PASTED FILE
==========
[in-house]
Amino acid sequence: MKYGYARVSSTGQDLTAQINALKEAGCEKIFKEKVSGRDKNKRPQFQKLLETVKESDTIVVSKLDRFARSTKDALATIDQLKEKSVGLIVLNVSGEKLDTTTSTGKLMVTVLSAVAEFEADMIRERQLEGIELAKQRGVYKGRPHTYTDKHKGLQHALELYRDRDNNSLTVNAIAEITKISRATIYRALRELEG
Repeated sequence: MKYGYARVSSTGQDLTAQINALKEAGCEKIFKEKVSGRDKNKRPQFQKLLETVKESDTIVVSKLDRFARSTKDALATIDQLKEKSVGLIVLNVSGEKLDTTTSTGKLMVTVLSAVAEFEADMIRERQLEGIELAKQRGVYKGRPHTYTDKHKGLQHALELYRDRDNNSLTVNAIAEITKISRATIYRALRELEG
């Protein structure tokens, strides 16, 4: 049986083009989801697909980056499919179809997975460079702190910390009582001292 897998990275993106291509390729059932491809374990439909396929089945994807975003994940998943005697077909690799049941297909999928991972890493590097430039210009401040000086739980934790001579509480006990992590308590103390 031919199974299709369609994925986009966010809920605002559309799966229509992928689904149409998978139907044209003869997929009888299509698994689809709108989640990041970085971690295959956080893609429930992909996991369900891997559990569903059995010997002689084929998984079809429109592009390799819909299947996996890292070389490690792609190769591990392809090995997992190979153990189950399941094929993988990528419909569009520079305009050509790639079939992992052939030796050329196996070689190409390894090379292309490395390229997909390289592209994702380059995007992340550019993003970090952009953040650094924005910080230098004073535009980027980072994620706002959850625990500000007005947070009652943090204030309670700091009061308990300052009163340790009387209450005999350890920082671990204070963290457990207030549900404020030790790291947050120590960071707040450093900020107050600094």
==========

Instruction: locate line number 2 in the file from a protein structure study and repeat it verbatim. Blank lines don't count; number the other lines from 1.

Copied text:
Amino acid sequence: MKYGYARVSSTGQDLTAQINALKEAGCEKIFKEKVSGRDKNKRPQFQKLLETVKESDTIVVSKLDRFARSTKDALATIDQLKEKSVGLIVLNVSGEKLDTTTSTGKLMVTVLSAVAEFEADMIRERQLEGIELAKQRGVYKGRPHTYTDKHKGLQHALELYRDRDNNSLTVNAIAEITKISRATIYRALRELEG